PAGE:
Warmist Ernst Ulrich Von Weizäcker Describes International Climate Policy As “Bleak”, In Utter Disarray


If the skeptics ever needed the stamp of success for their efforts to curb the climate agenda, this is it.

Ernst Ulrich von Weizsäcker, a prominent warmist scientist and politician in Germany, appeared on ZDF television and provided his assessment of today’s international climate policy. If any among us think that climate policy is a major threat to democracy and freedom, well then you can all take heart. Though the battle is far from over, skeptics are clearly winning the debate, despite being out-funded a million to one. Von Weizsäcker confirms it’s a mess.

Solar Server, an internet portal for solar energy reports on von Weizsäcker’s comments in an interview with ZDF German public television.

In an interview with ZDF news portal heute.de, scientist and politician Ernst Ulrich von Weizsäcker describes the bleak picture of international climate policy. ‘Climate protection is considered a disturbance in the noise of growth,’ says von Weizsäcker in the interview. At the international level, he sees no common thread on how the policy of climate protection is to be moved forward.”

‘People don’t want any climate protection, they want economic growth, driven by over-exploitation,’ he says.”

In plain language: The warmists are in utter disarray and exasperated. The movement is in panic mode.

Von Weizäcker: penalize efficiency to save energy!

Solarserver.de reports that von Weizäcker frets that “massive Europe-bashing is being carried out”. Solarserver.de quotes von Weizäcker:

We’ve got to make climate protection really profitable and finally implement energy efficiency techniques, which have been sitting in the drawer already a long time.”

Really? And so what must be done? Weizäcker proposes an economic idea that only a nutty professor could possibly concoct:

Every year, energy and raw materials have to be made more expensive – to the same extent that efficiency increases.”

Boy, now that’s a great incentive if I ever heard one – punish people for being more efficient! Clearly von Weizäcker’s loony ideas would also lead to energy starvation for the poor in developing countries. Poor countries can ill-afford today’s prices of energy and natural resources, let alone even higher prices. They need much cheaper sources. Solarserver.de writes:

He citicizes that world events are decided by mainly Brazilians, Indians and Americans – in the countries where climate issues are ranked very low.”

No word on whether or not von Weizäcker hopped into a chauffeured limousine to ferry him to a private jet waiting on the tarmac after the interview. Just another blowhard, pampered European aristocrat who can’t find anything to be happy about.


12 responses to “Warmist Ernst Ulrich Von Weizäcker Describes International Climate Policy As “Bleak”, In Utter Disarray”

  1. Juergen

    Silly idea:
    “Every year, energy and raw materials have to be made more expensive – to the same extent that efficiency increases.”
    This would mean nobody would have an interest to reduce it, if the effort doesn’t bring anything – at least for Germany. Other countries could do it and Germany would fall back.

    The “heute journal” also used a comment from Guenther Oettinger’s “European Commissioner for Energy”, “the energy and raw material cost is more important than the labor cost”.

    Industry vs Climate Policy !

    Btw.: Agreement Reached On German Solar Feed-In Tariff – June 2012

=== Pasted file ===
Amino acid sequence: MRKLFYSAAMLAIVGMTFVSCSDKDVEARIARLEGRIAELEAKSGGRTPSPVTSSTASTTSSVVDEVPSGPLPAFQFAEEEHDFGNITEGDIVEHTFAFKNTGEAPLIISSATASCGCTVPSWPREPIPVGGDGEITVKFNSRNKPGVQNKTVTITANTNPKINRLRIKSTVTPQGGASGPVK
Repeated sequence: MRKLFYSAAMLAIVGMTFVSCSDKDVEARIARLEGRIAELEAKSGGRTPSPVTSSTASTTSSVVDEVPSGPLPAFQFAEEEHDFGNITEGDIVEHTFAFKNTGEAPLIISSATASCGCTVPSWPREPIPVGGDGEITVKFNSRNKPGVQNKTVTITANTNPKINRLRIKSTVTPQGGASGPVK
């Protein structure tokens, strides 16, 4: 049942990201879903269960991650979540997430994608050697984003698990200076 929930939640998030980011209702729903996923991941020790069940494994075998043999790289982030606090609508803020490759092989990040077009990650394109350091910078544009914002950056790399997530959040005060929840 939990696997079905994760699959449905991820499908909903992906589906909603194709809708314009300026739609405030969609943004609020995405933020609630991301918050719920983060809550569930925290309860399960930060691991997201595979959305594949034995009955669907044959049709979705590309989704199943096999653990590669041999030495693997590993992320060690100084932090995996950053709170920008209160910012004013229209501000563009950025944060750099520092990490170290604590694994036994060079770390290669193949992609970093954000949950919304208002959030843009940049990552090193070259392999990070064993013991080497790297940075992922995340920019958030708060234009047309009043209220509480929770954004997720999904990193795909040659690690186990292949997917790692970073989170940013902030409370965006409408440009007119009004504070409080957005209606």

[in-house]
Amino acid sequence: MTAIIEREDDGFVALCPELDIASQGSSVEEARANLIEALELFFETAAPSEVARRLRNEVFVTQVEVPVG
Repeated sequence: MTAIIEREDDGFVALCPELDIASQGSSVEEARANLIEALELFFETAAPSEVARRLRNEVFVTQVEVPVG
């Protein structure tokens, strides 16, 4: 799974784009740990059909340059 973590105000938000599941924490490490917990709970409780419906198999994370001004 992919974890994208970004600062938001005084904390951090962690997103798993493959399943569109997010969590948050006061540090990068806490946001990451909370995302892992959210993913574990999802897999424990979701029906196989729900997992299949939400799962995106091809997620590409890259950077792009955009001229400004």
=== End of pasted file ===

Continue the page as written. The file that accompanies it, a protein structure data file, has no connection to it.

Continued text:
“cuts to the country’s solar feed-in tariff”

  2. DirkH

    “Every year, energy and raw materials have to be made more expensive – to the same extent that efficiency increases.”

    Well, China *does not care* for market prices. What they do is they strike a deal with Iran and deliver nuclear technology for access to gas and oil fields. They don’t pay in cash.

    They strike a deal with Chavez. Same thing. What you need, Hugo, airplanes? you get them. We get the oil.

    Same in Africa.

    von Weizsäcker, and with him the rest of the warmists, live in a fantasy world in which China is still a commun1st backwater under Mao. They have never understood why skeptics do what they do, they still think we all get bribed by Big Oil, now, that’s stupid enough… but not knowing what China has been doing over the last decade? Can it get any stupider?

    ZDF and von Weizsäcker, a match made in heaven.

  3. Mindert Eiting

    This may demonstrate that intelligent people may have obstacles preventing critical thinking or realizing what they are doing. Once I had a short discussion with a chemist and convinced warmist. It was about sequestration of CO2. I did not use that word but said that they were burying plant food. Plant food? He was shocked and could not talk for a minute. He must have realized that both he and me learned in the first year of High School how plants grow. We now have the fashion-word of ‘meme’ but the ‘CO2 is a pollutant’ meme is a strong propaganda tool. Intellect does not make people immune to propaganda as the history of Germany may show.

    1. Juergen

      Well said. It’s propaganda and a lot of people don’t realize it until someone screams “The “The King Has No Clothes”.

      The history of Germany is such a thing. My father was 17 years old when he was was a soldier in Berlin in 1945. He was captured by Russian soldiers but luckily didn’t had to go to Siberia. His next experience with propaganda was East Germany, but this time he didn’t gave in and the STASI got him once (6 month prison) but not a second time.
      Either you are in or you are out.
      I believe quite a few scientists have this problem, today. Some follow blind and some don’t ask stupid questions as they have to loose something.

  4. Pascvaks

    There is something that is decidedly bass’ackwards in his approach, indeed, I don’t believe I have ever heard a sane person say this type of thing without a straightjacket on. Tah tahe and tu da lu Ernst. Have a Happy!!